kids you think, What exactly do I want them to learn? Most of the stuff
they study in school is completely useless. But some incredibly valuable
things you don't learn until you're older - yet you could learn them when
you're younger. And you start to think, "What would I do if I set a
curriculum for a school?"

God, how exciting that could be! But you can't do it today. You'd be crazy
to work in a school today. You don't get to do what you want. You don't get
to pick your books, your curriculum. You get to teach one narrow
specialization. Who would ever want to do that?

These are the solutions to our problems in education. Unfortunately,
technology isn't it. You're not going to solve the problems by putting all
knowledge onto CD-ROMs. We can put a Web site in every school - none of
this is bad. It's bad only if it lulls us into thinking we're doing
something to solve the problem with education.

Lincoln did not have a Web site at the log cabin where his parents
home-schooled him, and he turned out pretty interesting. Historical
precedent shows that we can turn out amazing human beings without
technology. Precedent also shows that we can turn out very uninteresting
human beings with technology.

It's not as simple as you think when you're in your 20s - that technology's
going to change the world. In some ways it will, in some ways it won't.


If you go back five years, the Web was hardly on anybody's horizon. Maybe
even three years ago, it wasn't really being taken seriously by many
people. Why is the sudden rise of the Web so surprising?

Isn't it great? That's exactly what's not happening in the desktop market.

Why was everyone, including NeXT, surprised, though?

It's a little like the telephone. When you have two telephones, it's not
very interesting. And three is not very interesting. And four. And, well, a
hundred telephones perhaps becomes slightly interesting. A thousand, a
little more. It's probably not until you get around ten thousand telephones
that it really gets interesting.

Many people didn't foresee, couldn't imagine, what it would be like to have
a million, or a few tens of thousands of Web sites. And when there were
only a hundred, or two hundred, or when they were all university ones, it
just wasn't very interesting. Eventually, it went beyond that critical mass
and got very interesting very fast. You could see it. And people said,
"Wow! This is incredible."

The Web reminds me of the early days of the PC industry. No one really
knows anything. There are no experts. All the experts have been wrong.
There's a tremendous open possibility to the whole thing. And it hasn't
been confined, or defined, in too many ways. That's wonderful.

There's a phrase in Buddhism, "Beginner's mind." It's wonderful to have a
beginner's mind.

Earlier, you seemed to say there's a natural affinity between the Web and
objects. That these two things are going to come together and make
something very new, right?

Let's try this another way. What might you want to do on a Web server? We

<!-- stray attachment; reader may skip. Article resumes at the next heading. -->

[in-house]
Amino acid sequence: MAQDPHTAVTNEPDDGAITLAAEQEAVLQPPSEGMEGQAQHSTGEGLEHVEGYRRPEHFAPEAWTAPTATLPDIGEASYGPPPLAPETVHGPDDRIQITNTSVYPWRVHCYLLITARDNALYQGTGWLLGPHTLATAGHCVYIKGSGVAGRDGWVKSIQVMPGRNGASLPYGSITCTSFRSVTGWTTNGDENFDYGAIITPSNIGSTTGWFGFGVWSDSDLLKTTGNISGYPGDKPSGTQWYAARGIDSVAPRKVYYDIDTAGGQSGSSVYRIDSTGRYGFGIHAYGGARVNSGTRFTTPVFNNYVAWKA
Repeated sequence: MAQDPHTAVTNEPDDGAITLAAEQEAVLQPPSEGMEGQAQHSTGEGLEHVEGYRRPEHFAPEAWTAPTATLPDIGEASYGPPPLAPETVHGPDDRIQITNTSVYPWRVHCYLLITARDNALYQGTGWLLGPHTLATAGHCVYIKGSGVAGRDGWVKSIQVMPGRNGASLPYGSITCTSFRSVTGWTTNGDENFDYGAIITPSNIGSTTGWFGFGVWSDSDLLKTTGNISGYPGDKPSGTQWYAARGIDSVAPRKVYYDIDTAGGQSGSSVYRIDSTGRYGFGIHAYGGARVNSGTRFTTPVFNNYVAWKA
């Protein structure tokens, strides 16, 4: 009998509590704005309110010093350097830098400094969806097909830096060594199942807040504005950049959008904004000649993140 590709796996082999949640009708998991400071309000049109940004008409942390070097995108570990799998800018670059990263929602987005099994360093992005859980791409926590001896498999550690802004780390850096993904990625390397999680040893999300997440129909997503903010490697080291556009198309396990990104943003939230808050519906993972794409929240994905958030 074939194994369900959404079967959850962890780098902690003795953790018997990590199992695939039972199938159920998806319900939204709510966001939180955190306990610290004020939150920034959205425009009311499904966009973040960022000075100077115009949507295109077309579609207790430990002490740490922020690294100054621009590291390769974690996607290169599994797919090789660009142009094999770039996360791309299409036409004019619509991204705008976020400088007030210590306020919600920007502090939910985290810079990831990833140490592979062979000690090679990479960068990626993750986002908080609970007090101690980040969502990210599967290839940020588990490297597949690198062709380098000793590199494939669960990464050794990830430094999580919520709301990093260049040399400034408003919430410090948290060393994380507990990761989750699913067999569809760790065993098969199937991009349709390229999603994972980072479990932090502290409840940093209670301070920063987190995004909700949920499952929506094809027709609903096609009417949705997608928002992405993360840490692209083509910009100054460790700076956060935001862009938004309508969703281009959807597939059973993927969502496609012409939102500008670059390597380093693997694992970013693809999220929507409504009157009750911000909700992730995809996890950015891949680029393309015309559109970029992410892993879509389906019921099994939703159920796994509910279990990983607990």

can think of four things:

One is simple publishing. That's what 99 percent of the people do today. If
that's all you want to do, you can get one of a hundred free Web-server
software packages off the Net and just use it. No problem. It works fine.
Security's not a giant issue because you're not doing credit card
transactions over the Web.

The next thing you can do is complex publishing. People are starting to do
complex publishing on the Web - very simple forms of it. This will
absolutely explode in the next 12 to 18 months. It's the next big phase of
the Web. Have you seen the Federal Express Web site where you can track a
package? It took Federal Express about four months to write that program -
and it's extremely simple. Four months. It would be nice to do that in four
days, or two days, or one day.

The third thing is commerce, which is even harder than complex publishing
because you have to tie the Web into your order-management system, your
collection system, things like that. I think we're still two years away.
But that's also going to be huge.

Last is internal Web sites. Rather than the Internet, it's Intranet. Rather
than write several different versions of an application for internal
consumption - one for Mac, one for PC, one for Unix - people can write a
single version and have a cross-platform product. Everybody uses the Web.
We're going to see companies have dozens - if not hundreds - of Web servers
internally as a means to communicate with themselves.

Three of those four functions of the Web require custom applications. And
that's what we do really well with objects. Our new product, WebObjects,
allows you to write Web applications 10 times faster.

How does the Web affect the economy?

We live in an information economy. The problem is that information's
usually impossible to get, at least in the right place, at the right time.

The reason Federal Express won over its competitors was its
package-tracking system. For the company to bring that package-tracking
system onto the Web is phenomenal. I use it all the time to track my
packages. It's incredibly great. Incredibly reassuring. And getting that
information out of most companies is usually impossible.

But it's also incredibly difficult to give information. Take auto
dealerships. So much money is spent on inventory - billions and billions of
dollars. Inventory is not a good thing. Inventory ties up a ton of cash,
it's open to vandalism, it becomes obsolete. It takes a tremendous amount
of time to manage. And, usually, the car you want, in the color you want,
isn't there anyway, so they've got to horse-trade around. Wouldn't it be
nice to get rid of all that inventory? Just have one white care to drive
and maybe a laserdisc so you can look at the other colors. Then you order
your car and you get it in a week.